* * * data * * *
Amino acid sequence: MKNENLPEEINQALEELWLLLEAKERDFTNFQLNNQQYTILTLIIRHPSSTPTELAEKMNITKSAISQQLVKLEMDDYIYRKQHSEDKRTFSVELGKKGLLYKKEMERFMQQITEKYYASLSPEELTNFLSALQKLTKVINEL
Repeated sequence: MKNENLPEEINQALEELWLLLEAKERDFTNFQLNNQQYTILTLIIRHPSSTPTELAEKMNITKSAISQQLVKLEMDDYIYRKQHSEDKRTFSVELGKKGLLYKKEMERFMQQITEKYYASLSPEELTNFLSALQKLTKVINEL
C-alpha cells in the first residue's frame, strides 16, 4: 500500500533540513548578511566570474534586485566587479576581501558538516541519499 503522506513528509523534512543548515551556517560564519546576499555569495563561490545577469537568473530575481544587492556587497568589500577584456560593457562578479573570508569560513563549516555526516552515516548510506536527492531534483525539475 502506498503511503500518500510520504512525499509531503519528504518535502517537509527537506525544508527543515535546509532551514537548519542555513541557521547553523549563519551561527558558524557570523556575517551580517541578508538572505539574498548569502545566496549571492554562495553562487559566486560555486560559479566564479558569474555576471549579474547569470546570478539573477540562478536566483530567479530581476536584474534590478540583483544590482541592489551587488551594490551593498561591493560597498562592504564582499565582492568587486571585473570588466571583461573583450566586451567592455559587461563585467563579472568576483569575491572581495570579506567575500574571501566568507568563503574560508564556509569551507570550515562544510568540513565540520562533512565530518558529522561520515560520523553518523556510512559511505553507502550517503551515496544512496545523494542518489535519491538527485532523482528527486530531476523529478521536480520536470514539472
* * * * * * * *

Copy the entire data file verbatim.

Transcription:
Amino acid sequence: MKNENLPEEINQALEELWLLLEAKERDFTNFQLNNQQYTILTLIIRHPSSTPTELAEKMNITKSAISQQLVKLEMDDYIYRKQHSEDKRTFSVELGKKGLLYKKEMERFMQQITEKYYASLSPEELTNFLSALQKLTKVINEL
Repeated sequence: MKNENLPEEINQALEELWLLLEAKERDFTNFQLNNQQYTILTLIIRHPSSTPTELAEKMNITKSAISQQLVKLEMDDYIYRKQHSEDKRTFSVELGKKGLLYKKEMERFMQQITEKYYASLSPEELTNFLSALQKLTKVINEL
C-alpha cells in the first residue's frame, strides 16, 4: 500500500533540513548578511566570474534586485566587479576581501558538516541519499 503522506513528509523534512543548515551556517560564519546576499555569495563561490545577469537568473530575481544587492556587497568589500577584456560593457562578479573570508569560513563549516555526516552515516548510506536527492531534483525539475 502506498503511503500518500510520504512525499509531503519528504518535502517537509527537506525544508527543515535546509532551514537548519542555513541557521547553523549563519551561527558558524557570523556575517551580517541578508538572505539574498548569502545566496549571492554562495553562487559566486560555486560559479566564479558569474555576471549579474547569470546570478539573477540562478536566483530567479530581476536584474534590478540583483544590482541592489551587488551594490551593498561591493560597498562592504564582499565582492568587486571585473570588466571583461573583450566586451567592455559587461563585467563579472568576483569575491572581495570579506567575500574571501566568507568563503574560508564556509569551507570550515562544510568540513565540520562533512565530518558529522561520515560520523553518523556510512559511505553507502550517503551515496544512496545523494542518489535519491538527485532523482528527486530531476523529478521536480520536470514539472